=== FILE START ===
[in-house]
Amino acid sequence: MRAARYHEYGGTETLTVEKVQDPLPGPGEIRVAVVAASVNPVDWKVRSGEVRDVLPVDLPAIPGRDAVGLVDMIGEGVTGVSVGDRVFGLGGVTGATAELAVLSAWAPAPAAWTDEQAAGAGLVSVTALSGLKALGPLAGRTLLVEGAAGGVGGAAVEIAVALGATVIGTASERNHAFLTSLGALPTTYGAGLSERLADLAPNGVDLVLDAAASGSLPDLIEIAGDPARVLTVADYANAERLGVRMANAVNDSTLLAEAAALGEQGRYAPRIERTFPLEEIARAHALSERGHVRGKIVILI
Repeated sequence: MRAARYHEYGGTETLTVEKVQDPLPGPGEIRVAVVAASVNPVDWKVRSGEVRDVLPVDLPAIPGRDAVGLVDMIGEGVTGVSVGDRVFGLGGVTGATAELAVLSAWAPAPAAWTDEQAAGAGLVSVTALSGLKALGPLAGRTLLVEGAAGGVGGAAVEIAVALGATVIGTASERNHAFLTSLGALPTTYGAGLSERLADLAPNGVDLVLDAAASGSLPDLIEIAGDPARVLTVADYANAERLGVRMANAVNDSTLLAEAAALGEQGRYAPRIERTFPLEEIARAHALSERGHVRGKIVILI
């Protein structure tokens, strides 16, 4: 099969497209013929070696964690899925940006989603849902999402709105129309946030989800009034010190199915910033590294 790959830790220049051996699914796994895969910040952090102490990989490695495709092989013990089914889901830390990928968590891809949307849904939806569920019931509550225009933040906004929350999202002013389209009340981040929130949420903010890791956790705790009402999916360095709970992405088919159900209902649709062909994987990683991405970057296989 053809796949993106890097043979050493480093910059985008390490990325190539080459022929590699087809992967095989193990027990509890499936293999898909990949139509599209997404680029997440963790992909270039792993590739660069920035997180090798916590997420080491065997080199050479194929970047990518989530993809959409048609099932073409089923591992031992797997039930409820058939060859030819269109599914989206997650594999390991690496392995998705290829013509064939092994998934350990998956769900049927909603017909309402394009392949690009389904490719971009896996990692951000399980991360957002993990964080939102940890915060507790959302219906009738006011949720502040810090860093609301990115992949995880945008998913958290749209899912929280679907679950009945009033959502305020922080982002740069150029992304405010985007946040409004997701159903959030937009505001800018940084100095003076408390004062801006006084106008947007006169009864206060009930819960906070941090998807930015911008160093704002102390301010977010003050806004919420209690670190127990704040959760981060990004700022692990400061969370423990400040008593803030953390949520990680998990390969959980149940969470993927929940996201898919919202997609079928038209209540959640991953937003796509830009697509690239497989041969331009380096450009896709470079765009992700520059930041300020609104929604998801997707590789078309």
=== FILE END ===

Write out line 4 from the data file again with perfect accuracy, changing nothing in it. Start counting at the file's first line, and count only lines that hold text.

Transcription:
């Protein structure tokens, strides 16, 4: 099969497209013929070696964690899925940006989603849902999402709105129309946030989800009034010190199915910033590294 790959830790220049051996699914796994895969910040952090102490990989490695495709092989013990089914889901830390990928968590891809949307849904939806569920019931509550225009933040906004929350999202002013389209009340981040929130949420903010890791956790705790009402999916360095709970992405088919159900209902649709062909994987990683991405970057296989 053809796949993106890097043979050493480093910059985008390490990325190539080459022929590699087809992967095989193990027990509890499936293999898909990949139509599209997404680029997440963790992909270039792993590739660069920035997180090798916590997420080491065997080199050479194929970047990518989530993809959409048609099932073409089923591992031992797997039930409820058939060859030819269109599914989206997650594999390991690496392995998705290829013509064939092994998934350990998956769900049927909603017909309402394009392949690009389904490719971009896996990692951000399980991360957002993990964080939102940890915060507790959302219906009738006011949720502040810090860093609301990115992949995880945008998913958290749209899912929280679907679950009945009033959502305020922080982002740069150029992304405010985007946040409004997701159903959030937009505001800018940084100095003076408390004062801006006084106008947007006169009864206060009930819960906070941090998807930015911008160093704002102390301010977010003050806004919420209690670190127990704040959760981060990004700022692990400061969370423990400040008593803030953390949520990680998990390969959980149940969470993927929940996201898919919202997609079928038209209540959640991953937003796509830009697509690239497989041969331009380096450009896709470079765009992700520059930041300020609104929604998801997707590789078309």